Development of a gas field in the Tumbes basin off Ecuador designed to support a power plant has yielded positive initial results.
The first development well in a four well program at Amistad gas field cut thicker gas pay than expected, and the second well is drilling.
Noble Affiliates Inc., Ardmore, Okla., operates the project and holds 100% working interest through subsidiaries Samedan Oil Corp. and EDC Ecuador Ltd.
Noble booked 87.5 bcf of gas reserves associated with Amistad field in 1999 and will add more reserves this year if drilling results go as expected. In fact, Noble Chairman, President, and CEO Robert Kelley told an investment conference in Houston in late September that he expects to see "significant upward booking" of the Ecuadoran gas reserves during 2001.
Kelley told the analysts that while Ecuador hasn't been the most stable country politically or economically, the situation there has improved from a year ago and the "dollarization" of its currency has proven successful.
Noble intends to build a 40-mile pipeline to transport Amistad gas to a power plant at Machala, Ecuador. The company looks forward to cash flow of $32 million/year from the power plant and $534 million project net cash flow over the plant's life.
Noble recently expressed better than expected results from the first of four wells to be drilled from the Amistad platform at a combined cost of $78 million.
Amistad 5 encountered 341 ft of net gas pay as determined from electric logs. Stout pressures caused control problems for a time, and Noble did not test the well. The pay thickness compared favorably with the three wells the Ada Oil Exploration group drilled upon discovering the field in the early 1970s (Amistad 1, 3, and 4).
Amistad 5 is more than a mile southwest of Amistad 1, which cut 352 ft of pay and tested 28.5 MMcfd from just 38 ft of formation. Amistad 5's TD is 10,900 ft.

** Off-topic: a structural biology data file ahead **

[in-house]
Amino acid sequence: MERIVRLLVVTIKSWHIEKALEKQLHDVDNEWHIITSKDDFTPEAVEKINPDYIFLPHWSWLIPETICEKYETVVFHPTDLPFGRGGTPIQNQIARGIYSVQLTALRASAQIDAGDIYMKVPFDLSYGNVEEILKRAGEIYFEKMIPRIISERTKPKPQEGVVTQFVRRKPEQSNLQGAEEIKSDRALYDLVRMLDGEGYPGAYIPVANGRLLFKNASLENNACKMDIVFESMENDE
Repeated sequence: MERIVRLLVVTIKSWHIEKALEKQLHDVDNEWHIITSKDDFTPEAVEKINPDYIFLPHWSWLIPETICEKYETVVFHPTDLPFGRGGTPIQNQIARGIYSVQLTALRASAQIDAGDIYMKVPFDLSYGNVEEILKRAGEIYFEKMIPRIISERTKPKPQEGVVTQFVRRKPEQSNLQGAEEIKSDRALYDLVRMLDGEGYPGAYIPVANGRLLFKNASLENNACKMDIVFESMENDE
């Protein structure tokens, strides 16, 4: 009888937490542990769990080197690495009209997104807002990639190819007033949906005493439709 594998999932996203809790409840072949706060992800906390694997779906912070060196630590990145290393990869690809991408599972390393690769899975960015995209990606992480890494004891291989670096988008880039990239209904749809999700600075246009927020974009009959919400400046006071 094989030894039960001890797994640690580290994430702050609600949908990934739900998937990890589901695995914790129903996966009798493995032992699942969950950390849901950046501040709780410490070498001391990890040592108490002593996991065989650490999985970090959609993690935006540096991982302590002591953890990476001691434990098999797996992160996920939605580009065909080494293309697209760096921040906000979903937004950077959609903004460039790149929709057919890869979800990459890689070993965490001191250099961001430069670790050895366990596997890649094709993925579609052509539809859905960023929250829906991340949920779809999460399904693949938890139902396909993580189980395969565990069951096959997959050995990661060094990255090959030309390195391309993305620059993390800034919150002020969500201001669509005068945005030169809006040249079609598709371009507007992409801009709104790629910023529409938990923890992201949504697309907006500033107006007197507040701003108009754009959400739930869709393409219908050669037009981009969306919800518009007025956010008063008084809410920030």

The platform is in 130 ft of water in the Gulf of Guayaquil about 5 miles north of Peruvian waters. Amistad 7 was drilling in late September.
The field would supply about 13 bcf/year of gas to the $140 million, 200-Mw combined-cycle power plant at Machala during 20 years. The project is to start up early in 2002.
Noble estimated power demand at 2,900 Mw/year in Ecuador and a constrained 80 Mw/year in Machala. Noble's generators would provide power to Machala and the national grid.
Its 2D and 3D seismic data indicate other structures with potential on the block, Noble said, but it will develop Amistad before exploring the other possibilities. Hydrocarbon potential is known in other areas of the Tumbes-Progreso basin in Peru and Ecuador.
Zuniga-Rivero et al., discussing Peruvian possibilities, noted in 1998 that on the northwesterly side of the Dolores megashear the Progreso sub-basin wraps around the productive area of the Santa Elena Peninsula, which is on a pre-Neogene high. The Progreso sub-basin covers about 5,000 sq miles and lies entirely within Ecuador (see maps, OGJ, Oct. 19, 1998, p. 88).
Landward from the shear zone, the Tumbes sub-basin extends up the coast from northern Peru into Ecuador.
"It takes in the shallow nearshore waters, including Amistad gas field. Amistad reserves are in the Miocene Subibaja formation-up to 400 net ft of conglomeratic sandstone at around 10,000 ft. The productive area of the field is about 6,400 acres, and the estimated gas reserves exceed 1 tcf," Zuniga-Rivero et al. reported.
"Natural gas in commercial quantities has also been discovered in Peru, but-like Amistad-the five discoveries have yet to be developed because there has been no market for the gas. The onshore Peruvian sector of the sub-basin includes the old Zorritos oil field, discovered in 1863 and produced continuously until 1965. The reservoir here is the Miocene Zorritos sandstone, which yielded final cumulative production of 4 million b/d of light crude. In both sub-basins Mio-Pliocene clastics are underlain by Paleogene and Cretaceous strata that in places rest on Paleozoic basement."
Amistad gas field has a history of false starts.
The former Ada Oil Exploration group discovered Amistad in 1970, when the country had no gas infrastructure. The government canceled its concession 2 years later because of alleged title defects.
Ada had estimated gas in place at 4 tcf on a large block surrounding and including Amistad.
Broken Hill Pty. Co. Ltd. and King Ranch Inc. attempted unsuccessfully to establish a project in the area in the mid-1990s (OGJ, Oct. 17, 1994, p. 48).